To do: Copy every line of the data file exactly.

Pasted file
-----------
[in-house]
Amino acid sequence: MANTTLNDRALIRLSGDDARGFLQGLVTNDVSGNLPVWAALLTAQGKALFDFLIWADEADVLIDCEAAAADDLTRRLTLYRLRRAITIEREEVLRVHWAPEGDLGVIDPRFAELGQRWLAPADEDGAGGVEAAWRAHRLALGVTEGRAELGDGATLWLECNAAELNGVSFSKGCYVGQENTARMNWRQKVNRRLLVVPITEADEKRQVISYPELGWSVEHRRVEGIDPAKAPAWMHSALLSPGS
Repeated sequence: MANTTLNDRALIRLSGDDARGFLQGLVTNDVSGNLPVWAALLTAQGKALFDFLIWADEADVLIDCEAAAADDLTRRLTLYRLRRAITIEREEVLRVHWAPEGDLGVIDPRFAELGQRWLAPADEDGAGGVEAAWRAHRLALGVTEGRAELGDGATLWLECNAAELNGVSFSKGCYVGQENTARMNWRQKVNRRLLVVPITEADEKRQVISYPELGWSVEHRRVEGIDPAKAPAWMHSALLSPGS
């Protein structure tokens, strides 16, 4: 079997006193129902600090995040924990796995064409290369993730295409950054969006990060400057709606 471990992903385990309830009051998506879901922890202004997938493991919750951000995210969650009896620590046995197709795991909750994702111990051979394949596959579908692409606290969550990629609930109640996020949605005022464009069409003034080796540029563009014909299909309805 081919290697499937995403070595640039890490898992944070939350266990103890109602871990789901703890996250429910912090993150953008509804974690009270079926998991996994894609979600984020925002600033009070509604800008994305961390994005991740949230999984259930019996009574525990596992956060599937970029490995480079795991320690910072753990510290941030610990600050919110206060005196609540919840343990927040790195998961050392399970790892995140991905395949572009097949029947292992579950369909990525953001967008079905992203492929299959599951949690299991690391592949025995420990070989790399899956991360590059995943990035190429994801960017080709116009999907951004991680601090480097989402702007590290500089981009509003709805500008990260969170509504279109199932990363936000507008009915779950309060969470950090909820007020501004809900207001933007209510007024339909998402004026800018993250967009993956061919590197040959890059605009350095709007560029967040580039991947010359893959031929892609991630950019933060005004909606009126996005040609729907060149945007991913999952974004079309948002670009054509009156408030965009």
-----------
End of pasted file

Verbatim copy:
[in-house]
Amino acid sequence: MANTTLNDRALIRLSGDDARGFLQGLVTNDVSGNLPVWAALLTAQGKALFDFLIWADEADVLIDCEAAAADDLTRRLTLYRLRRAITIEREEVLRVHWAPEGDLGVIDPRFAELGQRWLAPADEDGAGGVEAAWRAHRLALGVTEGRAELGDGATLWLECNAAELNGVSFSKGCYVGQENTARMNWRQKVNRRLLVVPITEADEKRQVISYPELGWSVEHRRVEGIDPAKAPAWMHSALLSPGS
Repeated sequence: MANTTLNDRALIRLSGDDARGFLQGLVTNDVSGNLPVWAALLTAQGKALFDFLIWADEADVLIDCEAAAADDLTRRLTLYRLRRAITIEREEVLRVHWAPEGDLGVIDPRFAELGQRWLAPADEDGAGGVEAAWRAHRLALGVTEGRAELGDGATLWLECNAAELNGVSFSKGCYVGQENTARMNWRQKVNRRLLVVPITEADEKRQVISYPELGWSVEHRRVEGIDPAKAPAWMHSALLSPGS
């Protein structure tokens, strides 16, 4: 079997006193129902600090995040924990796995064409290369993730295409950054969006990060400057709606 471990992903385990309830009051998506879901922890202004997938493991919750951000995210969650009896620590046995197709795991909750994702111990051979394949596959579908692409606290969550990629609930109640996020949605005022464009069409003034080796540029563009014909299909309805 081919290697499937995403070595640039890490898992944070939350266990103890109602871990789901703890996250429910912090993150953008509804974690009270079926998991996994894609979600984020925002600033009070509604800008994305961390994005991740949230999984259930019996009574525990596992956060599937970029490995480079795991320690910072753990510290941030610990600050919110206060005196609540919840343990927040790195998961050392399970790892995140991905395949572009097949029947292992579950369909990525953001967008079905992203492929299959599951949690299991690391592949025995420990070989790399899956991360590059995943990035190429994801960017080709116009999907951004991680601090480097989402702007590290500089981009509003709805500008990260969170509504279109199932990363936000507008009915779950309060969470950090909820007020501004809900207001933007209510007024339909998402004026800018993250967009993956061919590197040959890059605009350095709007560029967040580039991947010359893959031929892609991630950019933060005004909606009126996005040609729907060149945007991913999952974004079309948002670009054509009156408030965009």